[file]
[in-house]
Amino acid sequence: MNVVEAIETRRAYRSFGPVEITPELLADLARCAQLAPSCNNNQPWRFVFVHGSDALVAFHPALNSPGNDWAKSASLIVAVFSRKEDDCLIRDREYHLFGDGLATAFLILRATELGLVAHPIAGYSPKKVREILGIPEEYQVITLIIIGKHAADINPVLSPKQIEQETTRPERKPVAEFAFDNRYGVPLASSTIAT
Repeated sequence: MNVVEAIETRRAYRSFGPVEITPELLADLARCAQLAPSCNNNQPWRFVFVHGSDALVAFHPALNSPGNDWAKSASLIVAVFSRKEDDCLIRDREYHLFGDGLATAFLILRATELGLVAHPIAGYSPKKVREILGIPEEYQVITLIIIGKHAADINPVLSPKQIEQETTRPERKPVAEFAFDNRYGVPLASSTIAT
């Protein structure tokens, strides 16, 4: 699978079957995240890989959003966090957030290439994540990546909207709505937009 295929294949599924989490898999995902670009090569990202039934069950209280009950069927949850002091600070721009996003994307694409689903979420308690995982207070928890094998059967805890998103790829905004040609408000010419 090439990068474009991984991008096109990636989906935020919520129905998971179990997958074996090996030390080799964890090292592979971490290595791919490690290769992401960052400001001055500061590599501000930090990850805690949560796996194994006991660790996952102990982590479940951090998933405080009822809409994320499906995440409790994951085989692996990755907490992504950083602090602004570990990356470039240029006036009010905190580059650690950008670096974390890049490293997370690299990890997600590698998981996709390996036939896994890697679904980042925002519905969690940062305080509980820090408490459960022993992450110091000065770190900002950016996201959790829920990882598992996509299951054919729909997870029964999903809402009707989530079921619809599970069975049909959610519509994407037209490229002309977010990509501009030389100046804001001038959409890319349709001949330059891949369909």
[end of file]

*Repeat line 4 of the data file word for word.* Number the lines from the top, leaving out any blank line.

């Protein structure tokens, strides 16, 4: 699978079957995240890989959003966090957030290439994540990546909207709505937009 295929294949599924989490898999995902670009090569990202039934069950209280009950069927949850002091600070721009996003994307694409689903979420308690995982207070928890094998059967805890998103790829905004040609408000010419 090439990068474009991984991008096109990636989906935020919520129905998971179990997958074996090996030390080799964890090292592979971490290595791919490690290769992401960052400001001055500061590599501000930090990850805690949560796996194994006991660790996952102990982590479940951090998933405080009822809409994320499906995440409790994951085989692996990755907490992504950083602090602004570990990356470039240029006036009010905190580059650690950008670096974390890049490293997370690299990890997600590698998981996709390996036939896994890697679904980042925002519905969690940062305080509980820090408490459960022993992450110091000065770190900002950016996201959790829920990882598992996509299951054919729909997870029964999903809402009707989530079921619809599970069975049909959610519509994407037209490229002309977010990509501009030389100046804001001038959409890319349709001949330059891949369909």